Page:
Thursday, July 15, 2010

Eight Former Military and Intelligence Officers Sentenced to Death Over Coup Plot

Eight Gambian top brass sentenced to death over coup plot

Thu Jul 15, 1:00 PM

BANJUL (AFP) - A Gambian court on Thursday sentenced eight top brass to death for plotting a coup in 2009, including the former army and intelligence chiefs and the ex-deputy head of the police force.

"After going through the evidence of the prosecution and the defence I find all the persons guilty and accordingly sentence them to death on all three counts," Judge Emmanuel Amabi told the High Court in Banjul.

The eight accused include former army chief Langtombong Tamba, former intelligence chief Lamin Badjie and the former deputy head of police Modou Gaye as well as two businessmen and three military officers.

They were found guilty of procuring arms from neighbouring Guinea as well as on two counts of conspiracy to commit treason for an alleged bid to overthrow the government of Yahya Jammeh, who himself seized power in a bloodless coup in 1994.

Lawyers for the accused told AFP they would appeal the decision.

This is not the first time army officers in the small west African country, nestled within Senegal, have been accused of plotting against the Jammeh administration.

Eleven people were jailed over a 2006 coup attempt in which Tamba is also accused of playing a role.

Chief state prosecutor Richard Chenge told the court in his closing argument Thursday: "Coup plots are on the increase in the Gambia. Unless we put a stop to it this country will be messed up. I urge the court to set an example by sentencing the accused to death."

President Jammeh, an outspoken military officer and former wrestler, is said to rule the country with an iron fist, repressing criticism and brushing off concerns over human rights abuses.

The allegations of repeated coup plots are seen as a sign of insecurity by the president, who regularly reshuffles his governments.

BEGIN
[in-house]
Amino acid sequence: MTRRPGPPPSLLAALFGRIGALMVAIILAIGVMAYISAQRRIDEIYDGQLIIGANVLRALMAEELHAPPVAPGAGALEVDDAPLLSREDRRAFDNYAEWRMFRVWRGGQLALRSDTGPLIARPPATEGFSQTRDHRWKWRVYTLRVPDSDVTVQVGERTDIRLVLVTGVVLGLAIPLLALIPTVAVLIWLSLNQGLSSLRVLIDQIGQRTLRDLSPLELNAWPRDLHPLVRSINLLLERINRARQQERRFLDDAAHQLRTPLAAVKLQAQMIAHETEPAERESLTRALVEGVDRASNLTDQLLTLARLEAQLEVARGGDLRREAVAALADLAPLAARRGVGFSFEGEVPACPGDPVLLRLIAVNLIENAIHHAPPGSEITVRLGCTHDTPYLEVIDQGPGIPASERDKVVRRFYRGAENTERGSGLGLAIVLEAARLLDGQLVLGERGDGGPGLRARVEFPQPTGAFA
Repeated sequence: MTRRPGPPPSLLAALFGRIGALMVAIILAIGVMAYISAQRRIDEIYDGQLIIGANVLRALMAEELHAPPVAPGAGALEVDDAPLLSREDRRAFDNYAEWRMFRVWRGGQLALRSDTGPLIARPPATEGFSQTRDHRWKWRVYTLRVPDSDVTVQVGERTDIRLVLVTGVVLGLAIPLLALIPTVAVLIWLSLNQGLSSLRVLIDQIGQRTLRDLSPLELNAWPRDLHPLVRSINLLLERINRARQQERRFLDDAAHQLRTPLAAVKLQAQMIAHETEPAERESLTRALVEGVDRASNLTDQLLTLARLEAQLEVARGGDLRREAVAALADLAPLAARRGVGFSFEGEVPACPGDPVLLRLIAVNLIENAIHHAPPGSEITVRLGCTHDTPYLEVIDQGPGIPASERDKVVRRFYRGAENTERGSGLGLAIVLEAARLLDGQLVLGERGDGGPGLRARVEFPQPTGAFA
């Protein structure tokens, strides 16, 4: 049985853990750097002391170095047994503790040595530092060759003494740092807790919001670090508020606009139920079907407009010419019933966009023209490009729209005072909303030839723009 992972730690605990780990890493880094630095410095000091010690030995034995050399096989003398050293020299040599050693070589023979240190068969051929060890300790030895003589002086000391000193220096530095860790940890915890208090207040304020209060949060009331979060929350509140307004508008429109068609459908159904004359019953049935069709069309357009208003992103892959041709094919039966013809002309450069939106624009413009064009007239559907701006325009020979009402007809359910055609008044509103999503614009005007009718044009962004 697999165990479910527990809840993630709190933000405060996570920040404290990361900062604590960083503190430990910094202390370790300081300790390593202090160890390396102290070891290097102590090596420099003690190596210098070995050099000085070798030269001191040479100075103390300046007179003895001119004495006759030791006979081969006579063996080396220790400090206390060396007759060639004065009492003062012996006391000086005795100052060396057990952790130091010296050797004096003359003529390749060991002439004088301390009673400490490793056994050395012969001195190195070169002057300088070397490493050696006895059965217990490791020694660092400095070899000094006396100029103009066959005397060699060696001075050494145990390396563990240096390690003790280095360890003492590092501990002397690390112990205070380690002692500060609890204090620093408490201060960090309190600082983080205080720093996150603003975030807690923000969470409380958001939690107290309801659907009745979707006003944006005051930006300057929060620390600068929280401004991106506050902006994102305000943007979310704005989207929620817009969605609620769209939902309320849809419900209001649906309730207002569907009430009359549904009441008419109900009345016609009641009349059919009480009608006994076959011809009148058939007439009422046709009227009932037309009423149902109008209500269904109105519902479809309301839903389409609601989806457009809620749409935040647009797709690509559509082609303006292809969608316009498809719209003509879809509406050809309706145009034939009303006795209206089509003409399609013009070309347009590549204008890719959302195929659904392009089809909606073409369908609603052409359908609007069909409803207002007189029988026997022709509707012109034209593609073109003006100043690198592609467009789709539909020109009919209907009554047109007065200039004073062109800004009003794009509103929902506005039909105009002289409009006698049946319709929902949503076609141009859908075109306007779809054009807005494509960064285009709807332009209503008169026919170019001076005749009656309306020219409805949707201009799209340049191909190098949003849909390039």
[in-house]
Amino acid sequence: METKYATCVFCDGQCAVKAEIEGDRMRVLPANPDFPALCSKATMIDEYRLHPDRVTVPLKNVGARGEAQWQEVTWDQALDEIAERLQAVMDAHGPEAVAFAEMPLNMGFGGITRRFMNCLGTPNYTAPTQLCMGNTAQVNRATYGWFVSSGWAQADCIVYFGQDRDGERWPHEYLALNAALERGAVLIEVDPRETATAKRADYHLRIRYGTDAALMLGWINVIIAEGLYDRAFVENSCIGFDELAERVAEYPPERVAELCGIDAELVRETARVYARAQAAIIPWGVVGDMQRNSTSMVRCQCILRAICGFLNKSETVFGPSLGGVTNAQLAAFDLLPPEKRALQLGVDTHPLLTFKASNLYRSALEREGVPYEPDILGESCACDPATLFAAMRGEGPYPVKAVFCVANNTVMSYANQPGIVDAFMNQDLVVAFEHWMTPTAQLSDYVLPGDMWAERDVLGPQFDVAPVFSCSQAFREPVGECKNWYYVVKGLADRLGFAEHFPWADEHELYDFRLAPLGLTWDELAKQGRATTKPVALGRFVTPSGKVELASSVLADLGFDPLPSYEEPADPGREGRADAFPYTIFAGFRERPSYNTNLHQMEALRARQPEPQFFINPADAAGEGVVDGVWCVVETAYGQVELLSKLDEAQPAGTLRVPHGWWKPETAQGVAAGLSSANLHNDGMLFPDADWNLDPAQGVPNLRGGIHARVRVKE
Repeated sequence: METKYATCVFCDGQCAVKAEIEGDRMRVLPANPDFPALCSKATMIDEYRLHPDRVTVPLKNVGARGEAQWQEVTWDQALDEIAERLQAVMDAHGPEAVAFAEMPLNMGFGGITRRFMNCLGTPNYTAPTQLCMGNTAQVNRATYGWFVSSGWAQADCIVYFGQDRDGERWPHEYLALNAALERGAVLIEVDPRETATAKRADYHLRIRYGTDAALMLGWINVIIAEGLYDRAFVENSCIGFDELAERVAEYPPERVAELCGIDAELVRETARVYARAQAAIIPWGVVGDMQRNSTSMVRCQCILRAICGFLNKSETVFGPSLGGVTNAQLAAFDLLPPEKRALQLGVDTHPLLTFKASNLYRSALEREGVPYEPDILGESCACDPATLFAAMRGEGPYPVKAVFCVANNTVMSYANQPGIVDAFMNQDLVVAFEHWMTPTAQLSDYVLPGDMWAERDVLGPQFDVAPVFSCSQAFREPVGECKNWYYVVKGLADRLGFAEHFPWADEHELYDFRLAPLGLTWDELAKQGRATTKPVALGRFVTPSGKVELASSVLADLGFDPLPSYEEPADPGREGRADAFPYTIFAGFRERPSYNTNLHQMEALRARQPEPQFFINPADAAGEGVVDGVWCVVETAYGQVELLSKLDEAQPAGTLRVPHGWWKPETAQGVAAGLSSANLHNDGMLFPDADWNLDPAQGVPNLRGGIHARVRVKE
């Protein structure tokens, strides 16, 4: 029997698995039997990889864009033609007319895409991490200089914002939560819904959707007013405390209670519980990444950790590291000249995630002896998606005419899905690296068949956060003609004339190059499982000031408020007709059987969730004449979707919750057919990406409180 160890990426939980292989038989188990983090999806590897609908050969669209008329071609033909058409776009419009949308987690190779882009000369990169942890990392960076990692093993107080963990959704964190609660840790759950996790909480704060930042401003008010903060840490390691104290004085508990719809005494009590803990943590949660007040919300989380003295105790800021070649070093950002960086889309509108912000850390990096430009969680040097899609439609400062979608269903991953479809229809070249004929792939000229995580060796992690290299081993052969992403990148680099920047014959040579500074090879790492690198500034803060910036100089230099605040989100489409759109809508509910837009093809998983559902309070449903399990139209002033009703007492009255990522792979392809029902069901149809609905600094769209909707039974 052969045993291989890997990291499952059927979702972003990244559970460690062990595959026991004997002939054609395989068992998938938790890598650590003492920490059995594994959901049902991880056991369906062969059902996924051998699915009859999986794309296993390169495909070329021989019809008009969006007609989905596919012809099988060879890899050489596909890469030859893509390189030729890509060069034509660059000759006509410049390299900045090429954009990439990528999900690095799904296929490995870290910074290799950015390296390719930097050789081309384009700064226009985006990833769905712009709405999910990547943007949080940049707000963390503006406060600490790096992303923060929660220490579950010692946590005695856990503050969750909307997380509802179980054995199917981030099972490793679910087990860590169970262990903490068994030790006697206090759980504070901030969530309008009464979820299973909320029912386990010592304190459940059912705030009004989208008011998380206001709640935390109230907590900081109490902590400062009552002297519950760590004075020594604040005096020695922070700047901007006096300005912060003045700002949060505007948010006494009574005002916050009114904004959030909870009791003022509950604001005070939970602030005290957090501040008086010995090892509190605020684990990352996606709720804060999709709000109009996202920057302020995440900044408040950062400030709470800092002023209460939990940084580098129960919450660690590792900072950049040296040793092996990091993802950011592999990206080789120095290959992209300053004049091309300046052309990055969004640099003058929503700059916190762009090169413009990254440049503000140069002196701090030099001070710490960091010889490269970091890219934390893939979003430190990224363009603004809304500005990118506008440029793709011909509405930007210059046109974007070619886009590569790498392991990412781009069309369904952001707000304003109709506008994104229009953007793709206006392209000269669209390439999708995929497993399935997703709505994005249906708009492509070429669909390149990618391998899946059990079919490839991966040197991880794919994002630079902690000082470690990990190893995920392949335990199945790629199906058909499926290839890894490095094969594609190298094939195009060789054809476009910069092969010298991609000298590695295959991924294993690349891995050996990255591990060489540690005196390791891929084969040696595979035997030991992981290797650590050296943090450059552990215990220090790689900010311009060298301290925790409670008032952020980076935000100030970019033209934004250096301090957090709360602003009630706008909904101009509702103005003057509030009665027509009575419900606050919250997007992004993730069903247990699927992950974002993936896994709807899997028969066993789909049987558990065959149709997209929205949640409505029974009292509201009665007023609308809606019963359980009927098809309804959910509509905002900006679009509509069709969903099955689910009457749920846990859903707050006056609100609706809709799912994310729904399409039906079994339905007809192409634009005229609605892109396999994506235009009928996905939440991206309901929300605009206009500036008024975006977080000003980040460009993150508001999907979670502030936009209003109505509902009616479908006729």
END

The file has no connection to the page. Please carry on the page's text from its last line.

The small nation which straddles a long river is popular among European tourists attracted to its beaches and reputation as the "smiling coast".

However it is regularly criticised by groups such as Amnesty International for illegal arrests and detentions and repression of journalists, many of whom have fled the country as their colleagues disappear or die mysteriously.

Ibrahima Fillah, youth leader for the opposition United Democratic Party told AFP the decision "did not come as a surprise."

"The Gambia has, since the coming into power of the Jammeh regime, seen a lot of harassment, intimidation, disappearance of people and unnecessary arrests.

"So these really are all indications of how this country is being run, not through the constitution but through the dictate from a few individuals."

The accused were arrested between November 2009 and January 2010 after being implicated by former army chief Tamba's nephew Ibrahima Marreh, who testified to having witnessed meetings between the alleged coup plotters.

Also among the 16 state witnesses was self-confessed drug dealer Ruijadbi Gassama from Guinea-Bissau, who said he was paid 35,000 euros (45,000 dollars) to train 300 mercenaries in Guinea-Bissau to carry out the coup.

The last time someone was executed in Gambia was in 2007.

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